Write What You Know, Not What You’ve Been Told

My roommate received a package a few weeks ago. A couple times a year, her aunt sends her a collection of various self-care items. The one that caught my eye among these was a small black journal with a note recommending its use as a means of recording the extraordinary events of this year.

My roommate was eager to begin this task and began writing that same day, but I could not imagine putting my thoughts on the pandemic, online school, or environmental catastrophes into words. I did, however, know what it was like to keep a journal, as it has always been an activity that is important to me.

At age 6, I wrote my first entry in a journal my father bought me during a visit to the North Carolina Museum of Art. After the initial entry, the notebook sat unused for several years until I found it again toward the end of elementary school. From that point on, while I was never good at writing consistently, I did use my journal whenever I had a chance. I filled this little notebook with drawings, random thoughts and accounts of my day, from the day one of my dogs died to a particularly perplexing story of my fourth grade class trying to decide how to thank our teacher that ended with one student locked in a closet.

I filled the notebook about halfway through middle school, and for about a year after I filled this notebook, I stopped journaling. I tried writing in a new journal, but I never got into quite the same rhythm. Then, on my 15th birthday, a family friend gifted me a new notebook. This was not the only journal I had received since the first one from my father, but something about it reminded me of how much I used to enjoy journaling. The front cover was decorated with a quote by Cesare Pavese: “We do not remember days, we remember moments.” Reading that, I had an idea.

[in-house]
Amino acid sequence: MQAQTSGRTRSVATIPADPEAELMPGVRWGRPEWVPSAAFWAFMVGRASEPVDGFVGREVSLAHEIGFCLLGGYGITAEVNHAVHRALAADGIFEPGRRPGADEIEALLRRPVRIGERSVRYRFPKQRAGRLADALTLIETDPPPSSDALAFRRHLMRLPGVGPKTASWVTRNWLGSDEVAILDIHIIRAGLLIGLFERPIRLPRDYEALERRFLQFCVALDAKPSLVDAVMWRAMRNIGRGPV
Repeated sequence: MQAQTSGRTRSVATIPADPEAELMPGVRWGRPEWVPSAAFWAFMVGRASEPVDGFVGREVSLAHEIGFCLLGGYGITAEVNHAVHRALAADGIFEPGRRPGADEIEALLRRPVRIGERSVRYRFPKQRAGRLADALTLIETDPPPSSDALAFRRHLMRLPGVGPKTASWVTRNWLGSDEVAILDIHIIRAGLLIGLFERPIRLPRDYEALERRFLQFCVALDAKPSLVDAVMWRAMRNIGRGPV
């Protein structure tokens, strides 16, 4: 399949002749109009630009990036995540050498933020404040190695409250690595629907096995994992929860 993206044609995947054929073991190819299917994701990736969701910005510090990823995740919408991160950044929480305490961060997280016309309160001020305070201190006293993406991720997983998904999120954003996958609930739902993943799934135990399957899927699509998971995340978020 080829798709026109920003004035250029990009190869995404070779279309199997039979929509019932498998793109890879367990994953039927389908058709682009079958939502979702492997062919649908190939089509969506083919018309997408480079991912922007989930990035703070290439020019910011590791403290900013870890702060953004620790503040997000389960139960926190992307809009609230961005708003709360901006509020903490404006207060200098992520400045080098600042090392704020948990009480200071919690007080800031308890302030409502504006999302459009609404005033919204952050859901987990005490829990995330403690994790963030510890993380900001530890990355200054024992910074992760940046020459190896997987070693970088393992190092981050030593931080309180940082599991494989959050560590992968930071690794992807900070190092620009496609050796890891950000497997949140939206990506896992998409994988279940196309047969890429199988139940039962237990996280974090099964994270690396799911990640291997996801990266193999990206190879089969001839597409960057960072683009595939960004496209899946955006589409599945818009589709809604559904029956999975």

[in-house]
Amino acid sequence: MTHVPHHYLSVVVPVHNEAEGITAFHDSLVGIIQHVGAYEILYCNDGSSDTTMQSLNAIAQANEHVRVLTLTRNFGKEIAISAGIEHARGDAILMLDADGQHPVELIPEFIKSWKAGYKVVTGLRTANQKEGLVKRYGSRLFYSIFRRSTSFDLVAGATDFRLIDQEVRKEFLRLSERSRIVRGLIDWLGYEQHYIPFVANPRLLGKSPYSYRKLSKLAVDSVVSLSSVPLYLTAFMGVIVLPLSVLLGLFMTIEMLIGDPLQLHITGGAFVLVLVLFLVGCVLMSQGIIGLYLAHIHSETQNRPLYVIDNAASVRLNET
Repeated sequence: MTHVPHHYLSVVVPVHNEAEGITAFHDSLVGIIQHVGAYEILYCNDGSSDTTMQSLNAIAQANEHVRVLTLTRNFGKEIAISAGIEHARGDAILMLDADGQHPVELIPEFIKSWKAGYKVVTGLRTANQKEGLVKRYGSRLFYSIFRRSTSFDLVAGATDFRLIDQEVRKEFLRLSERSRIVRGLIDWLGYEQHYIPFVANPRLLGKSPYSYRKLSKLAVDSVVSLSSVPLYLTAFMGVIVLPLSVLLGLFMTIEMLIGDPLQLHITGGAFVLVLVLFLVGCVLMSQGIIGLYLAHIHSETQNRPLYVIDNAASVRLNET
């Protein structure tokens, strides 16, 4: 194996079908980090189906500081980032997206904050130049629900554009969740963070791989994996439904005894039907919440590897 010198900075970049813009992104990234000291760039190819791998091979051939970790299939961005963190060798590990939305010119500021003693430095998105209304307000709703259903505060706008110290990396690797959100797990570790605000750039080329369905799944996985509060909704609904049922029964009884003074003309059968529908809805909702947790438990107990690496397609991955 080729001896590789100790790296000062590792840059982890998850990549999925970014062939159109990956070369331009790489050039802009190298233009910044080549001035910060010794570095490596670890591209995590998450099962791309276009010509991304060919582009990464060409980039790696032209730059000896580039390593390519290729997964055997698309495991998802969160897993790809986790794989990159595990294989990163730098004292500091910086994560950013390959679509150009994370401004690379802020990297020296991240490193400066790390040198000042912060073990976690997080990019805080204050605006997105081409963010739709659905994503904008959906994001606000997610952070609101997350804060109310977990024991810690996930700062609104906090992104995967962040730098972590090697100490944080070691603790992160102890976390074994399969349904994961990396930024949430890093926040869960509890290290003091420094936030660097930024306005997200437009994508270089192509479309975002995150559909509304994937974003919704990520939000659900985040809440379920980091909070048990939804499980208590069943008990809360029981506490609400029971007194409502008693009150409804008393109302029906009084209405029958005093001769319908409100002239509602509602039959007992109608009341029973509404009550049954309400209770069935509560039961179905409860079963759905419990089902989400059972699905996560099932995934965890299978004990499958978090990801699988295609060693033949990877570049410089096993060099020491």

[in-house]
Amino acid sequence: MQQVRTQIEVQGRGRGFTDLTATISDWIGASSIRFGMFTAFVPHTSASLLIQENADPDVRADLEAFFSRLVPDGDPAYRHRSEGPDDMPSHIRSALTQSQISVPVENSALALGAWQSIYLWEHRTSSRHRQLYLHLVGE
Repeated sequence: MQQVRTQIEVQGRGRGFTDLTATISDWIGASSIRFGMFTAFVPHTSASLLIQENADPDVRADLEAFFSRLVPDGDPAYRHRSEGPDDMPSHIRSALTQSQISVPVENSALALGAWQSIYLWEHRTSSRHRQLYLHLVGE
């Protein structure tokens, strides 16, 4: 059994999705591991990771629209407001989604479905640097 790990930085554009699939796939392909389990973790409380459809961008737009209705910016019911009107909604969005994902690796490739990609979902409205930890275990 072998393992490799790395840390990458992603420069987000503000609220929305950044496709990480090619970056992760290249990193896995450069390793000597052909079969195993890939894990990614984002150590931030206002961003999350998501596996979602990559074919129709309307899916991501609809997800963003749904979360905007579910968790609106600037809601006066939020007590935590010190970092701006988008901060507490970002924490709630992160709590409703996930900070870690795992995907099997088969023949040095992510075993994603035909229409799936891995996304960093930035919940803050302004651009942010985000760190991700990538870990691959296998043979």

My main problem with journaling has always been the time commitment. Sometimes, sitting down and writing about my day just seems like a hassle, and in quarantine times, when the days all feel the same, recounting my day is even less appealing. What I have realized, though, is that journaling can be whatever you make it.

As an avid reader, I was instantly drawn to the idea of a quote notebook filled with excerpts from my favorite books. As I read, I simply mark the quotes that speak to me in some way and write them down in my journal with the book name and page number. In this way, I build a collection of writing that is meaningful to me so I can go back and look at these quotes whenever I want. Over time, the notebook also came to include ideas of my own and, on occasion, sketches or poems. I read back through it whenever I need inspiration or want to be reminded of my favorite writing.

There are no rules to keeping a journal. Whether it is a quote book or a “Dear Diary” setup, journals are excellent sources of creativity and even have proven benefits for physical and mental health, a bonus that all of us should appreciate even more in today’s world.

The ability to write down our feelings allows us to better understand them and even go back to them when we want to. Working through emotions in writing can help control stress, as well as alleviate some of the symptoms of anxiety disorders. It is also known to improve organization and mindfulness, and has been shown to have certain physical benefits, such as boosting your immune system and managing conditions like asthma and arthritis.

With all of these benefits, it is no wonder that journaling has risen in the ranks of self-care practices. It is not difficult to get started, either. My advice: pick out a journal that speaks to you, and do not put too much pressure on yourself to use it a certain way. Do what feels right for you, and the benefits will follow. As for me, even as the blank pages in my journal dwindle, my only thought is of what to write next.

 

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